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Leadership Models

By frank ·
Four Framework Approach
In the Four Framework Approach, Bolman and Deal (1991) suggest that given certain situations, chosen leadership style and/or behavior can be effective or ineffective. The Four Framework Approach suggests that leaders display leadership behavior in one of four types of framework: Structural Framework, Human Resource, Political, and Symbolic. More than one approach is needed in any leadership situation. Bolman and Deal suggests striving to be aware of each approach is the best approach to good leadership. We must understand ourselves and the limitations of using just our preferred approach in given situations.

? The Structural Framework suggests a leader is a social architect. Their focus is on structure, strategy, environment, implementation, experimentation, and adaptation. Their style is analysis and design to achieve their goals. However, when the leadership situation is ineffective, they can become petty tyrants whose focus is on details.
? The Human Resource Framework suggests a leader who is a servant or catalyst. They want to support and empower their team. They communicate a belief in people by being visible, accessible and by sharing information. The decision making is moved down in the organization. The disadvantage to this framework is the leader can become a pushover, whose style is abdication and fraud.
? The Political Framework suggests building coalitions and linkages to other stakeholders. They use persuasion and when necessary negotiation and coercion. They assess the distribution of power and interests as they clarify what they want and what they can get. In an ineffective leadership situation, the Political leader can be a hustler whose style is manipulative.
? The Symbolic Framework suggests a style of inspiration and prophecy. They view the organization as place of role playing as in a theatre or on stage. They discover and communicate their vision with symbols that provide plausible interpretations of experiences. In an ineffective leadership situation, they become ?fanatics or fools? whose style is ?smoke and mirrors?.

This model could be effective at EEST. The Human Resource framework would work best for low or declining moral due to the pending lay-offs. The Structural framework would be effective because the goals of the department are well defined, the technologies are strong, and there is a stable legitimate authority. The focus would be on task and logic, not personality and emotions.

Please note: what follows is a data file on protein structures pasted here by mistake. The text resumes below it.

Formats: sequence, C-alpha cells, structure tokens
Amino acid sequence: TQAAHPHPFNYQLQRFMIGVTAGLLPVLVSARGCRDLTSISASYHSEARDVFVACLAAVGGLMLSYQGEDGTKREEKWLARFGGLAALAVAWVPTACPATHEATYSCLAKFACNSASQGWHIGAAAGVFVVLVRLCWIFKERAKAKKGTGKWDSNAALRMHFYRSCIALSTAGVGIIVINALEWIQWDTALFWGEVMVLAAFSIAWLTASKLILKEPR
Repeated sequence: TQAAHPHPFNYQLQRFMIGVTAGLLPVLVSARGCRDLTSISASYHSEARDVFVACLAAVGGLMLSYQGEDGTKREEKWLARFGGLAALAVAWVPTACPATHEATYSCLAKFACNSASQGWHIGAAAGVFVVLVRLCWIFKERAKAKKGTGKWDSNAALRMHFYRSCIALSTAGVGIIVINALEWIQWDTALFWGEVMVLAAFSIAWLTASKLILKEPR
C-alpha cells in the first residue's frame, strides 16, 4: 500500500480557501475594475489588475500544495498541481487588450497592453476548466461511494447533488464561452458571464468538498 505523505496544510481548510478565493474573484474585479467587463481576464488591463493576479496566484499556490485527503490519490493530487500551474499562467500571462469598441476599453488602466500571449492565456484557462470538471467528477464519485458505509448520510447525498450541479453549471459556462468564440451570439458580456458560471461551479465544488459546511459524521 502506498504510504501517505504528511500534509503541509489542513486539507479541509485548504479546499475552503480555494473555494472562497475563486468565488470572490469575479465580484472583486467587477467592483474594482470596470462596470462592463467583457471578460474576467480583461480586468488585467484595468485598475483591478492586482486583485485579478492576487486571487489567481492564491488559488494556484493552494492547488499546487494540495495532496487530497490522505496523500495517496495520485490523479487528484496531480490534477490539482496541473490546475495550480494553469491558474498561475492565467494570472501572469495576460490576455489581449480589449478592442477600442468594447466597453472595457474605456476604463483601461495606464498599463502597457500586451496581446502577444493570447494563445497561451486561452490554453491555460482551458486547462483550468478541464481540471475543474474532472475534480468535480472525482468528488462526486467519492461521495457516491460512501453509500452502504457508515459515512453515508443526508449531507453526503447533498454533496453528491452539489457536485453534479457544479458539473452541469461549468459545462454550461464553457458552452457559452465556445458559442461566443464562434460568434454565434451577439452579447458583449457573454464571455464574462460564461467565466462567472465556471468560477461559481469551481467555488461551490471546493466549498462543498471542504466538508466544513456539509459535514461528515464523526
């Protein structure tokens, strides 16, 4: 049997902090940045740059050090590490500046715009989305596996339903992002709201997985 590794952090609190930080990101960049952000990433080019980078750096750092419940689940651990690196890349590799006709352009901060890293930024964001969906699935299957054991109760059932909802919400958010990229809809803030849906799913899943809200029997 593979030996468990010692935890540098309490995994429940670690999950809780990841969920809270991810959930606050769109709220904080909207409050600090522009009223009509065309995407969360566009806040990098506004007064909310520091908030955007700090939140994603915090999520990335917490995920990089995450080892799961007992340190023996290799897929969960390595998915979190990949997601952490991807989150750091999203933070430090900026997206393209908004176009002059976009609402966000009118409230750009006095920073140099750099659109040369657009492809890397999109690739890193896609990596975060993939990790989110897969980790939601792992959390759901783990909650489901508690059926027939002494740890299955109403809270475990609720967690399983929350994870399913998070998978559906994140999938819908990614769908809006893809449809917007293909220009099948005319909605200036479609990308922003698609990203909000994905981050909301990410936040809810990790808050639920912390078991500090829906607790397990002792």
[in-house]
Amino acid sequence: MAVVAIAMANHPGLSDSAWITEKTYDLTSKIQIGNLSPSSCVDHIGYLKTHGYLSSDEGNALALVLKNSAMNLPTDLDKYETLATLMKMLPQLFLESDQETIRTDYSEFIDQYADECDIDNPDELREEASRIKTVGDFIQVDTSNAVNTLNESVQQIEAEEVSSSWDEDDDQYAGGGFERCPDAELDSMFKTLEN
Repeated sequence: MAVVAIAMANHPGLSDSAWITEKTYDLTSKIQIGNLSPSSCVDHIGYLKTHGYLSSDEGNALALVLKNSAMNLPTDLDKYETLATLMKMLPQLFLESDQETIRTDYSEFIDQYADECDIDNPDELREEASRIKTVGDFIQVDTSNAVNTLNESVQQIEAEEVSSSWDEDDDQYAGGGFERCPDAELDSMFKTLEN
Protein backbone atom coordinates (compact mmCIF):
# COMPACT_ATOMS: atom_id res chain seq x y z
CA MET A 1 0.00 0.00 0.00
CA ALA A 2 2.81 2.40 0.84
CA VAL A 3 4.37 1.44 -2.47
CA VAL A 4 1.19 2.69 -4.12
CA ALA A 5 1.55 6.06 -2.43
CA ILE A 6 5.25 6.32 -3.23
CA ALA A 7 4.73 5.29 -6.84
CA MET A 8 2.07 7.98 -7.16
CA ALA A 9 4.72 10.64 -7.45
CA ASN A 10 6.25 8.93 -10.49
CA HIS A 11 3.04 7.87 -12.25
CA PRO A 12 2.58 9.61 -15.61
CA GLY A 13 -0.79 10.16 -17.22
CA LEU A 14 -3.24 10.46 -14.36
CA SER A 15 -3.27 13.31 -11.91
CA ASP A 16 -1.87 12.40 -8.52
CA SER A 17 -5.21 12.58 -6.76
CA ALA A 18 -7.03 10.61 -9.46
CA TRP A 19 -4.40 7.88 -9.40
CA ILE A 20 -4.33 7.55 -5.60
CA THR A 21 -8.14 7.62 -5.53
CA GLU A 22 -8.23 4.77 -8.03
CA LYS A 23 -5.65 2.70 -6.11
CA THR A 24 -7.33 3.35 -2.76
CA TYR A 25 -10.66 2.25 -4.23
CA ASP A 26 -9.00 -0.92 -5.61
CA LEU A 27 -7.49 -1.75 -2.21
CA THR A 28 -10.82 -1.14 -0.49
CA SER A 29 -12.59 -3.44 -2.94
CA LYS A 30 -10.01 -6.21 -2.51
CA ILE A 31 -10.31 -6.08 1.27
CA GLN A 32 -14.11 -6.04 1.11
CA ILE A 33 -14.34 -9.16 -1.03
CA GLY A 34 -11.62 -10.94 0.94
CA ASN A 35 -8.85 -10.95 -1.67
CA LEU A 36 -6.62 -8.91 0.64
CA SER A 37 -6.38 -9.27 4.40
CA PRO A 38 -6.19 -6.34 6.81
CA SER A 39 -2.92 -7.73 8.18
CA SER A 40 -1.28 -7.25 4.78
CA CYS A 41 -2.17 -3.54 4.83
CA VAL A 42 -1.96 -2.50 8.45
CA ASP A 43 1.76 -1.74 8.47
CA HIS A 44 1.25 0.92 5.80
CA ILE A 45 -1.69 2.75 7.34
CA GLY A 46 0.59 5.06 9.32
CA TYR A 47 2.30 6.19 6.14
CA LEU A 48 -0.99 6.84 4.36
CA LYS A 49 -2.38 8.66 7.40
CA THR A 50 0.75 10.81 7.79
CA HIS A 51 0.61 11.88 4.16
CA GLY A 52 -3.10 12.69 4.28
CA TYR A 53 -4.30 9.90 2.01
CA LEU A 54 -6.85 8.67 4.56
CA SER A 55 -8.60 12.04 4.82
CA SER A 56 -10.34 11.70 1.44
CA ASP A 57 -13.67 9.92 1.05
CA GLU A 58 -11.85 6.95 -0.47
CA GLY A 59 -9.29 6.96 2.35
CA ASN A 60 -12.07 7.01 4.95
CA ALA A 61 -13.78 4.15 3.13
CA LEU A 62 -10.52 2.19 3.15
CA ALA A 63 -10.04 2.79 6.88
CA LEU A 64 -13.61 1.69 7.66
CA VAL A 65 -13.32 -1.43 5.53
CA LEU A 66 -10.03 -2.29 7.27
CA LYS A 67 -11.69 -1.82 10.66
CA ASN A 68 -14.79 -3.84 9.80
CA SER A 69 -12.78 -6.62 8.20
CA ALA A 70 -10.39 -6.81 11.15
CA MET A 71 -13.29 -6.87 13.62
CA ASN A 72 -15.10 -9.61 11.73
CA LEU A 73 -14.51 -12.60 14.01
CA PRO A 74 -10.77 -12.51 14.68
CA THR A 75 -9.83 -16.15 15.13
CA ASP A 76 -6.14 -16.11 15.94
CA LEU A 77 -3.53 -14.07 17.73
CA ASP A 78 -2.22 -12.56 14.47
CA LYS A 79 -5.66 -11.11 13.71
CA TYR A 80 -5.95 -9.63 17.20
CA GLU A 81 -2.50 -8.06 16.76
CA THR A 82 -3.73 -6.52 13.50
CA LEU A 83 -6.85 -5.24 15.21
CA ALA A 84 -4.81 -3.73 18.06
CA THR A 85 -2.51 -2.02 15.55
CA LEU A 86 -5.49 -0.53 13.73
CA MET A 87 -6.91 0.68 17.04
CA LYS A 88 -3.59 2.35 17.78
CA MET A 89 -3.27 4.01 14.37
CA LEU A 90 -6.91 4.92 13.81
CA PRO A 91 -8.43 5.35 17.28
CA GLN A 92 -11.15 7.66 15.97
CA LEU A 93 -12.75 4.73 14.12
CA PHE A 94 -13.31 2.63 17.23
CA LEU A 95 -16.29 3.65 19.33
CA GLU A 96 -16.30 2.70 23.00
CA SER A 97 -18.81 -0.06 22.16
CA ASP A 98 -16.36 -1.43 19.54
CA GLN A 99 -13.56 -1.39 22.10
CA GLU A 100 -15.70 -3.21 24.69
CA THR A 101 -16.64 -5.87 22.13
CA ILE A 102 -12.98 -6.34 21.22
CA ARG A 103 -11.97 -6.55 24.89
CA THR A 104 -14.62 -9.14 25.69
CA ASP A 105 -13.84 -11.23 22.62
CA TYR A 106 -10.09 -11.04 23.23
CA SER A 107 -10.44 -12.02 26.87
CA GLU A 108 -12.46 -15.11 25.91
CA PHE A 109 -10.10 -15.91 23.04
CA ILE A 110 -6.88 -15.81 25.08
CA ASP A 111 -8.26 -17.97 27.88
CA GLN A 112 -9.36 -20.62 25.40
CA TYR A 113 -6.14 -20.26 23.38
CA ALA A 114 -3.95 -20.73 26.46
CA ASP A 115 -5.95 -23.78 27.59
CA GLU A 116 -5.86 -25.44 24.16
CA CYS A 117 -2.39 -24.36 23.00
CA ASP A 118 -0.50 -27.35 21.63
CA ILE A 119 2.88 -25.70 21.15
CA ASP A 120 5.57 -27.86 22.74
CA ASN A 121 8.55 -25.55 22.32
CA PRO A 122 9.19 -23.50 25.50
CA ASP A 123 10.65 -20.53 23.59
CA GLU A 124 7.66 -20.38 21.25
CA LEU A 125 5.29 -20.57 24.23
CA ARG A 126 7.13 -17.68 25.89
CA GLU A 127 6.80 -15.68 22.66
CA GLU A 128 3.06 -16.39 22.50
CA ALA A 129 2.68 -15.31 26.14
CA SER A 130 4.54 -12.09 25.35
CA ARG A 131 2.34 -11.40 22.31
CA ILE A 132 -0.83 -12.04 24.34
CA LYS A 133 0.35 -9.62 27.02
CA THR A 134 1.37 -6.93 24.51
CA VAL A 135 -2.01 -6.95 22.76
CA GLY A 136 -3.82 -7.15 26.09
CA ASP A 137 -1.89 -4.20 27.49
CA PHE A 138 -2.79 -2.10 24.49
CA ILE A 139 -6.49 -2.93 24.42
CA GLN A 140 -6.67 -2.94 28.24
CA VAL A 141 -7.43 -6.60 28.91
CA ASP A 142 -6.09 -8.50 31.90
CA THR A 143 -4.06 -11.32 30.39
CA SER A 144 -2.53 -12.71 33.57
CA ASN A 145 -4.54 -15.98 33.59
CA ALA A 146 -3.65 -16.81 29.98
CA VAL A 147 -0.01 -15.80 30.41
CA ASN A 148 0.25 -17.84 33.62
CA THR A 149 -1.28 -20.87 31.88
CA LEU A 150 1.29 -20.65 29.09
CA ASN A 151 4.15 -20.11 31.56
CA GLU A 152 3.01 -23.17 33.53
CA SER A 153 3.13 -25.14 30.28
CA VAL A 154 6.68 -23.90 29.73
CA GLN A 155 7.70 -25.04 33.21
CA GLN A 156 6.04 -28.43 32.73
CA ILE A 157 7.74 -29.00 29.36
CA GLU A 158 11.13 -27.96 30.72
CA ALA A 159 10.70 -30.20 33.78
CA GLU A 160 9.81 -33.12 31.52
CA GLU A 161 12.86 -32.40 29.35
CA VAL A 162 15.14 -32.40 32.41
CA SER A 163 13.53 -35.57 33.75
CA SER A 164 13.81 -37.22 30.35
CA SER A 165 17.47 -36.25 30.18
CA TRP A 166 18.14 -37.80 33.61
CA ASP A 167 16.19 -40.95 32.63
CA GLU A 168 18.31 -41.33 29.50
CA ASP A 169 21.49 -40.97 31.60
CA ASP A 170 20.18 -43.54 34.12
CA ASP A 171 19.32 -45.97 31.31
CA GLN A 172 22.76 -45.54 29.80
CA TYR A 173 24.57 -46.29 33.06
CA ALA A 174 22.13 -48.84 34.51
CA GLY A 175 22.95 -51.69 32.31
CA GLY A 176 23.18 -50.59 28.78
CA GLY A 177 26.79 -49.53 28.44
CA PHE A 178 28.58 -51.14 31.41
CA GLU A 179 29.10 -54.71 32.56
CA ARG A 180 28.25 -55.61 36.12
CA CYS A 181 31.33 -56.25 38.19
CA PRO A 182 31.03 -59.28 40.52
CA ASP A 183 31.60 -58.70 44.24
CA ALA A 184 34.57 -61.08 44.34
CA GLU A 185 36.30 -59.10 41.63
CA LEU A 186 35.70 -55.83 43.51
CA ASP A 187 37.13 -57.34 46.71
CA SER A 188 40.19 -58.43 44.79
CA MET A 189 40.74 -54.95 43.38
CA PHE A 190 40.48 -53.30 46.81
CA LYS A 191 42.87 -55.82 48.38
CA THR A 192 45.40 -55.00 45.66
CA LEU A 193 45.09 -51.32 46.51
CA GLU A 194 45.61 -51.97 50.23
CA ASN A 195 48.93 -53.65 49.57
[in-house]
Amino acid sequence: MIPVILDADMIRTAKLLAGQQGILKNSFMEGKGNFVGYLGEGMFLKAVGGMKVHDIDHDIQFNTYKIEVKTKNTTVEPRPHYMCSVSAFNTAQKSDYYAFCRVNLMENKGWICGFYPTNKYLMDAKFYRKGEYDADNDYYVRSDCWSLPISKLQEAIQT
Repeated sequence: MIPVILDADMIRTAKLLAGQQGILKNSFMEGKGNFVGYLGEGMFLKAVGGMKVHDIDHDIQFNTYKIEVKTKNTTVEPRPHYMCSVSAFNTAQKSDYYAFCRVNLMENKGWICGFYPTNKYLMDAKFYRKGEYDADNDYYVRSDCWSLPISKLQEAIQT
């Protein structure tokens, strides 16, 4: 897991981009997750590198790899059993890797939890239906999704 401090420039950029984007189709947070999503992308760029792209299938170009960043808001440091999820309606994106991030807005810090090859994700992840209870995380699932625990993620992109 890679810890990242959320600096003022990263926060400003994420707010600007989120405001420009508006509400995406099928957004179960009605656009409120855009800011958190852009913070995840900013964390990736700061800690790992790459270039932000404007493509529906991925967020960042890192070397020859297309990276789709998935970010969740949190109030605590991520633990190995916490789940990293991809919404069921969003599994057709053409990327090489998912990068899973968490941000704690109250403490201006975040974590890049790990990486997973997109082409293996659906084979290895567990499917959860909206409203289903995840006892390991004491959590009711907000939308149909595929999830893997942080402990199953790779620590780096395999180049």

The Managerial Grid
The Blake and Mouton Managerial Grid (1985) use only two dimensions to describe managerial behavior. This simplicity makes their model very attractive. The two axis of the grid are:

1. ?Concern for people? is plotted using the vertical axis
2. ?Concern for task? is plotted along the horizontal axis.

They both use a range of 0 to 9. While most people fall near the middle of the two axes, those who score on the far end of the scales can be used to describe four types of leaders:
? Authoritarian (9 on task, 1 on people)
? Team Leader (9 on task, 9 on people)
? Country Club (1 on task, 9 on people)
? Impoverished (1 on task, 1 on people)

Authoritarian Leaders (high task, low relationship) are heavily task oriented people who are hard on their workers. They expect people to what they are told with no allowance for collaboration. It is difficult for subordinates to contribute to development. They concentrate on who is the blame rather than the solution or prevention of the problem.

Team leaders (high task, high relationship) form and lead some of the most productive teams. They encourage the reaching of goals in the most effective way possible. They are positive people who lead by example and foster a team environment. Everyone is motivated to reach their highest potential, both as a team and an individual.

Country Club Leaders (low task, high relationship) fail to employ coercive and legitimate power to accomplish goals for fear of jeopardizing relationships with other team members.